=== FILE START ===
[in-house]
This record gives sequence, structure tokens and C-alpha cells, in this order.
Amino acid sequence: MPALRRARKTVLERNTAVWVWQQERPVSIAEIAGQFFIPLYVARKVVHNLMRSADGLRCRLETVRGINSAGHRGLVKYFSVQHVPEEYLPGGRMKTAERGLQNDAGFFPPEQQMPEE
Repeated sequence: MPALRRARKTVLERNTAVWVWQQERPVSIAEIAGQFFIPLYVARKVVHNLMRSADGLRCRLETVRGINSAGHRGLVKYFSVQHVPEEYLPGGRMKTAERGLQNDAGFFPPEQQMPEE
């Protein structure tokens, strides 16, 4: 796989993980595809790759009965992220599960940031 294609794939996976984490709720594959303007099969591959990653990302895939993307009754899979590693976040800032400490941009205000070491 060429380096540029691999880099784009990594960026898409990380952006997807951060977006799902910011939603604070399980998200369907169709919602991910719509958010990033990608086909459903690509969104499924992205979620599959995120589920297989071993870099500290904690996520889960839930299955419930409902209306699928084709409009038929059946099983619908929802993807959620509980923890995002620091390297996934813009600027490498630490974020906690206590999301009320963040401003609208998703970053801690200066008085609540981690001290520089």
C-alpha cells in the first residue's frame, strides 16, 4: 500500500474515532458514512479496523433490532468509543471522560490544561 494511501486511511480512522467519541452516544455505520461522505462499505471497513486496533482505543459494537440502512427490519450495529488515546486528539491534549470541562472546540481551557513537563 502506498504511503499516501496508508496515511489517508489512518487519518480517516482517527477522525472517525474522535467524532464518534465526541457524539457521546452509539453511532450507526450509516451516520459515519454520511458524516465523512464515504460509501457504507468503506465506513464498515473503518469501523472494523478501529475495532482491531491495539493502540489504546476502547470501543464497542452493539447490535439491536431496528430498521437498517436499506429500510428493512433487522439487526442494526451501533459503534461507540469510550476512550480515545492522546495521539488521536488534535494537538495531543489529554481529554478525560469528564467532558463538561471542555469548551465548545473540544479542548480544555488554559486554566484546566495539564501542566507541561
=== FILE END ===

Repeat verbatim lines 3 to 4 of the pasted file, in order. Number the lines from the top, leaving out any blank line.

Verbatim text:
Amino acid sequence: MPALRRARKTVLERNTAVWVWQQERPVSIAEIAGQFFIPLYVARKVVHNLMRSADGLRCRLETVRGINSAGHRGLVKYFSVQHVPEEYLPGGRMKTAERGLQNDAGFFPPEQQMPEE
Repeated sequence: MPALRRARKTVLERNTAVWVWQQERPVSIAEIAGQFFIPLYVARKVVHNLMRSADGLRCRLETVRGINSAGHRGLVKYFSVQHVPEEYLPGGRMKTAERGLQNDAGFFPPEQQMPEE